Statutes of Limitations (Part 3)

by | Jul 10, 2022 | Blog, Criminal Law, Monmouth County, New Jersey, Ocean County

The three-judge appellate panel concluded with the following in relevant part: The State’s initial rationale finds no support in the law. There was no reason preventing the State from filing charges in 2013, when Inna reported the crimes and defendant was incarcerated in Pennsylvania. As defendant correctly asserts, the State could have sought an indictment, acquired custody of defendant, and brought him to trial under the Interstate Agreement on Detainers (IAD), N.J.S.A. 2A:159A-1 to -15. “The IAD’s purpose is ‘to encourage the expeditious and orderly disposition of such outstanding charges and determinations of the proper status of any and all detainers based on untried indictments, informations, or complaints’ and to provide ‘cooperative procedures’ for making such determinations.” State v. Perry (2013) (first alteration in original) (quoting 18 U.S.C.A. app. 2, § 2, art. I; N.J.S.A. 2A:159A-1). Thus, had the State charged defendant in 2013, the matter could have proceeded to trial at that time.

Nonetheless, the State’s apparent ignorance of the law does not necessarily suggest it delayed prosecution to gain a tactical advantage over defendant or that it acted in reckless disregard of his ability to defend against the charges. Indeed, allegations of a sexual nature, in the absence of DNA or other forensic evidence, do not generally strengthen over time. Most often, these crimes are committed in secrecy, outside the presence of eyewitnesses, as Inna alleged in this matter. The same can be said for the State’s belated claim that the matter essentially fell through the proverbial cracks. As stated, however, we conclude, without deciding the first Townsend prong, defendant failed to demonstrate actual prejudice by the State’s delay.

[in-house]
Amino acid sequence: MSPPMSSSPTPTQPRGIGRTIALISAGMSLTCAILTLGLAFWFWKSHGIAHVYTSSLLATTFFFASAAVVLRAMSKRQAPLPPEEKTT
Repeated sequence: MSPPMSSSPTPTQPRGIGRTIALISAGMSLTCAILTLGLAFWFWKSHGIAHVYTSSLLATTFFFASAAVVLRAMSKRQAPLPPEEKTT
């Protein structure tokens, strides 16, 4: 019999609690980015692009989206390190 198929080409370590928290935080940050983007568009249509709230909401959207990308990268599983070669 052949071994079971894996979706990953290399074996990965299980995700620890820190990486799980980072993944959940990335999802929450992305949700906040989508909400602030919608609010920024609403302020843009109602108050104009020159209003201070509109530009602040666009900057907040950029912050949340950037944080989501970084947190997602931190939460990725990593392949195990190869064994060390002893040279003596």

The Court’s reasoning is strained with regard to the State being “ignorant” of the law. Case law requires us to assume that everyday lay people are imputed with a knowledge of the law. Our Courts should impute at least that much knowledge to the trained legal professionals that are tasked with enforcing the law.